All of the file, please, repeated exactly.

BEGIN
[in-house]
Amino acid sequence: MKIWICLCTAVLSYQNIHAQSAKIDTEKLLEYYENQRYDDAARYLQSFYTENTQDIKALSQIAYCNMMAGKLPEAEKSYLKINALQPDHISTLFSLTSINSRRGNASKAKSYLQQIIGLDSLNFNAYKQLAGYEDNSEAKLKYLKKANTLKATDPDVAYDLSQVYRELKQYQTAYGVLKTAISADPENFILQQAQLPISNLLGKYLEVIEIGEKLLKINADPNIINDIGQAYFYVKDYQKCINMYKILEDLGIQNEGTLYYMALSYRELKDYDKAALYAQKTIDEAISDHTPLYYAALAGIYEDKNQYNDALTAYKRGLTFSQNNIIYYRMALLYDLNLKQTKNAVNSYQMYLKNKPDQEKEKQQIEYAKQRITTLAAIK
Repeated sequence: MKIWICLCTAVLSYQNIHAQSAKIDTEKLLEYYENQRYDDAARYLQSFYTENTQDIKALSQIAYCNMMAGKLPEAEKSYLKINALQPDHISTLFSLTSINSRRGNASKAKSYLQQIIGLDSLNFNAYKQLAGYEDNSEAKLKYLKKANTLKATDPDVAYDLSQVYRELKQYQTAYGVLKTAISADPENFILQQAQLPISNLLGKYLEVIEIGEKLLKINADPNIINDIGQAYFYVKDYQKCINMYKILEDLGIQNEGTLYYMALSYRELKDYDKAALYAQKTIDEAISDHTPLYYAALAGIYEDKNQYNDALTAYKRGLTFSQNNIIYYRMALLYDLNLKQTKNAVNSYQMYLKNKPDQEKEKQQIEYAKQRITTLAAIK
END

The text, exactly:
[in-house]
Amino acid sequence: MKIWICLCTAVLSYQNIHAQSAKIDTEKLLEYYENQRYDDAARYLQSFYTENTQDIKALSQIAYCNMMAGKLPEAEKSYLKINALQPDHISTLFSLTSINSRRGNASKAKSYLQQIIGLDSLNFNAYKQLAGYEDNSEAKLKYLKKANTLKATDPDVAYDLSQVYRELKQYQTAYGVLKTAISADPENFILQQAQLPISNLLGKYLEVIEIGEKLLKINADPNIINDIGQAYFYVKDYQKCINMYKILEDLGIQNEGTLYYMALSYRELKDYDKAALYAQKTIDEAISDHTPLYYAALAGIYEDKNQYNDALTAYKRGLTFSQNNIIYYRMALLYDLNLKQTKNAVNSYQMYLKNKPDQEKEKQQIEYAKQRITTLAAIK
Repeated sequence: MKIWICLCTAVLSYQNIHAQSAKIDTEKLLEYYENQRYDDAARYLQSFYTENTQDIKALSQIAYCNMMAGKLPEAEKSYLKINALQPDHISTLFSLTSINSRRGNASKAKSYLQQIIGLDSLNFNAYKQLAGYEDNSEAKLKYLKKANTLKATDPDVAYDLSQVYRELKQYQTAYGVLKTAISADPENFILQQAQLPISNLLGKYLEVIEIGEKLLKINADPNIINDIGQAYFYVKDYQKCINMYKILEDLGIQNEGTLYYMALSYRELKDYDKAALYAQKTIDEAISDHTPLYYAALAGIYEDKNQYNDALTAYKRGLTFSQNNIIYYRMALLYDLNLKQTKNAVNSYQMYLKNKPDQEKEKQQIEYAKQRITTLAAIK